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Sunday, February 10, 2013

For Those in Need of Writing Tips

Adapted from Timed Writing Practice: Comparative Essay developed by Chris Peek at Bellaire High School, Bellaire, TX.
Successful Social Studies essays have an underlying shared core structure. This core plays an essential role in a student’s ability to construct a logical argument. This core consists of a thesis, supporting paragraphs, and a conclusion. The following steps help guide students through the process of understanding the formal writing prompt.
1. Determine the task: What are you being asked to do?
Examples of possible task words which often appear in essay prompts:
The process of separating the parts of a given topic into its component parts in order to examine each part in detail and to reach a conclusion or determine the relationship of the parts to the whole topic.
The process of presenting a case for and/or against a particular proposition.
The process of determining the importance or validity of a topic/statement/idea; to judge the worth of something through examination.
The process of examining a given topic(s) for the purpose of determining similarities AND differences.
The process of showing points of difference between two or more topics/events/ideas.
The process of examining a subject closely to present arguments for and against in order to reach a conclusion; to present in detail for examination in order to reach a conclusion.
The process of making a judgment about the worth or value of something based on evidence and stated including one’s opinion.
The process of explaining the meaning of something in clear, explicit terms.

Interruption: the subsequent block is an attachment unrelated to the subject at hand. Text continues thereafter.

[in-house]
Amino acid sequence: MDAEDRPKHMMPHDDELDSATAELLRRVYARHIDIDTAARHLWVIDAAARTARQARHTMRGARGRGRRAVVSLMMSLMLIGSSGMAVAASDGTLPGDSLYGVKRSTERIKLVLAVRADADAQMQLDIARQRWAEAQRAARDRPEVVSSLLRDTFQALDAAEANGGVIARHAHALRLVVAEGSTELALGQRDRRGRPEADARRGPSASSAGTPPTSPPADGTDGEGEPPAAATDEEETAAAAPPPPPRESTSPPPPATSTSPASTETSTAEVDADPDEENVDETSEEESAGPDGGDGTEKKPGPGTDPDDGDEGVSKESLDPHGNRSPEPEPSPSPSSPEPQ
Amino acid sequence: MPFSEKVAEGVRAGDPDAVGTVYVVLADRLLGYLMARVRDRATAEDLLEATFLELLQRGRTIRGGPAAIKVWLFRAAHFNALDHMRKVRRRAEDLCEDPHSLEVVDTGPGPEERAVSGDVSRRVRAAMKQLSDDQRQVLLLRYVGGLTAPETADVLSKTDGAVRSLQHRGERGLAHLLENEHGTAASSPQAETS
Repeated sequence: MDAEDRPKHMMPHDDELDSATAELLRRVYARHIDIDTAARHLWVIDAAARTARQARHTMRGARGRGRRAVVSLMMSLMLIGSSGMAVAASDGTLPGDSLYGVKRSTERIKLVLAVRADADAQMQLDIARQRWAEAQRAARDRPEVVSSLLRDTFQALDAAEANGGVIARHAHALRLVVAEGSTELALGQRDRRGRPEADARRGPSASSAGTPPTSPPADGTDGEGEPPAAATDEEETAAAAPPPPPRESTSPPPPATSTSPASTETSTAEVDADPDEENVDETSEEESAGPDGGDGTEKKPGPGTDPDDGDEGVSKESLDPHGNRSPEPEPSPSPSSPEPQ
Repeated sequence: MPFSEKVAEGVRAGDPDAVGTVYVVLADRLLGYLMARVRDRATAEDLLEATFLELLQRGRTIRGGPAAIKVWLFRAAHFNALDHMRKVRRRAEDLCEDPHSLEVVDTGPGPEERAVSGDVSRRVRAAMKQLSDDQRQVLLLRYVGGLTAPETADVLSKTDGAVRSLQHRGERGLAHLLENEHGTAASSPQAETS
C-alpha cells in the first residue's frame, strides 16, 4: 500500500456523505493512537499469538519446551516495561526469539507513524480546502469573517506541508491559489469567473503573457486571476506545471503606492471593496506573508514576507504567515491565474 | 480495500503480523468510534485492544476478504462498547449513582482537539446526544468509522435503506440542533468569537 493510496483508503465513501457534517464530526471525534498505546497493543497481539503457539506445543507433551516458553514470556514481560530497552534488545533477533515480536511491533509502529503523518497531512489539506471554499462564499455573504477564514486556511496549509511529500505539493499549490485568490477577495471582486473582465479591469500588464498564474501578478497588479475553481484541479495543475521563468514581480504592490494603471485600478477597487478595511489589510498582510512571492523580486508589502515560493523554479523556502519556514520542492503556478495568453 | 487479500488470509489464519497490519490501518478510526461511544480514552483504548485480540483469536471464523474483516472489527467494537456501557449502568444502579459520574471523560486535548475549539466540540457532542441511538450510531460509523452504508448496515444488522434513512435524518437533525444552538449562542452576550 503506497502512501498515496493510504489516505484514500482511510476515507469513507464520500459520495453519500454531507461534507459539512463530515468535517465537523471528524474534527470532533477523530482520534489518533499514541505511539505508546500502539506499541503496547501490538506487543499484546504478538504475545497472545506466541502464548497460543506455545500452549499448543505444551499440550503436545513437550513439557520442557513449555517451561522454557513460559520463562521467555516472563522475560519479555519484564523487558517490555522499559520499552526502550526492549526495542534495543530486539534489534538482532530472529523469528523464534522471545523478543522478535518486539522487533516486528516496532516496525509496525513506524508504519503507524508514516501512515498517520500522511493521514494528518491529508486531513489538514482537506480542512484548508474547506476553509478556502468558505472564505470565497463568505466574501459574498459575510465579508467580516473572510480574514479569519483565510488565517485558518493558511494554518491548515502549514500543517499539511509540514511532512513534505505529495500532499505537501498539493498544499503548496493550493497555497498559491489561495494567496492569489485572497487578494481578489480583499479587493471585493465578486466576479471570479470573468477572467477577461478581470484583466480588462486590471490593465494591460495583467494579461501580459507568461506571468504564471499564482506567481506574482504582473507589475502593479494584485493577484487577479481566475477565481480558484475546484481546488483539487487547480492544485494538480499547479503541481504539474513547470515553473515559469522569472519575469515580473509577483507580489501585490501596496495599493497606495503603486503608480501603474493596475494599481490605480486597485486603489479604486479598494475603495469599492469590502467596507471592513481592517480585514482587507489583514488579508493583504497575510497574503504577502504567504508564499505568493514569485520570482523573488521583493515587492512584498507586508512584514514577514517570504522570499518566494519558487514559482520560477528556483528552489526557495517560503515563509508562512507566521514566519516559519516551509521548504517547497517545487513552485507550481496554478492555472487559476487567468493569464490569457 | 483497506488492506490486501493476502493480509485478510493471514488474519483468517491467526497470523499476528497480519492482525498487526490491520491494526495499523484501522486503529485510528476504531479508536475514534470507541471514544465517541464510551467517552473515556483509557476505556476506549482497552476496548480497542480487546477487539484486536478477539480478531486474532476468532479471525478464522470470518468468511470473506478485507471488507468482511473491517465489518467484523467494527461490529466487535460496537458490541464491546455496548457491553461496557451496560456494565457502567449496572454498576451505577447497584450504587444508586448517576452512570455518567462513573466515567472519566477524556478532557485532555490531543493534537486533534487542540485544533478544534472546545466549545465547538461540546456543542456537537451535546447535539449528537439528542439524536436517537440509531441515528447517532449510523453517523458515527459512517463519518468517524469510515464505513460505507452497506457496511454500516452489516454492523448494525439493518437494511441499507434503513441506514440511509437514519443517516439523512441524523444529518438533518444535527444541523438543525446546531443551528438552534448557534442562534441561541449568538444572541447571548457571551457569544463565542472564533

The process of proving something to be right or valid in order to absolve from possible guilt.
2. Determine the parameters of the prompt: What dates, places, people, ideas, and/or events are mentioned specifically?
3. Identify the key terms: What key words such as economics, nationalism, and/or gender are included in the prompt?
 The Six Steps toward Writing an Effective Social Studies Essay:
Writing in Social Studies is argumentative.  That is, in a social studies essay you don't simply offer description (for example, "In 1861, the Civil War began.").  Rather, you address a controversy and offer reasons why your position is correct.
Here are six steps toward writing an effective social studies essay.
Step 1.  Ask yourself: What does the question ask you to do?
Does it ask you to compare and contrast: That is, to identify similarities and differences?
Does it ask you to analyze: That is, examine a topic systematically and in detail?
Does it ask you to argue: That is, make a case in support of an idea, using evidence?
Does it ask you to evaluate: That is, assess an argument?
Make sure that your essay provides all the information that the question asks for.
Step 2.  Devise a thesis statement.
A thesis statement is your take on the topic.  It sums up your argument very briefly.
Step 3.  Write an introduction.
Your introduction should introduce your reader to the paper topic in an interesting manner.  Often, the introduction describes a controversy surrounding the topic (for example, some people believe that the Civil War was inevitable; others believe that it was caused by blundering politicians.  I will argue that the Civil War was ...).  The introduction should conclude with your thesis statement.
Step 4.  Write the body of your essay.
Each paragraph must provide an argument and evidence in support of your thesis.  Each paragraph must begin with a topic sentence, which sums up the paragraph's main idea.  Typically, an essay has three paragraphs.
Step 5.  Write a conclusion.
The conclusion both recaps your argument and describes your argument's broader implications.
Step 6.  Check your essay for typos and grammatical mistakes.
Did you indent each paragraph?
Are your sentences clear?

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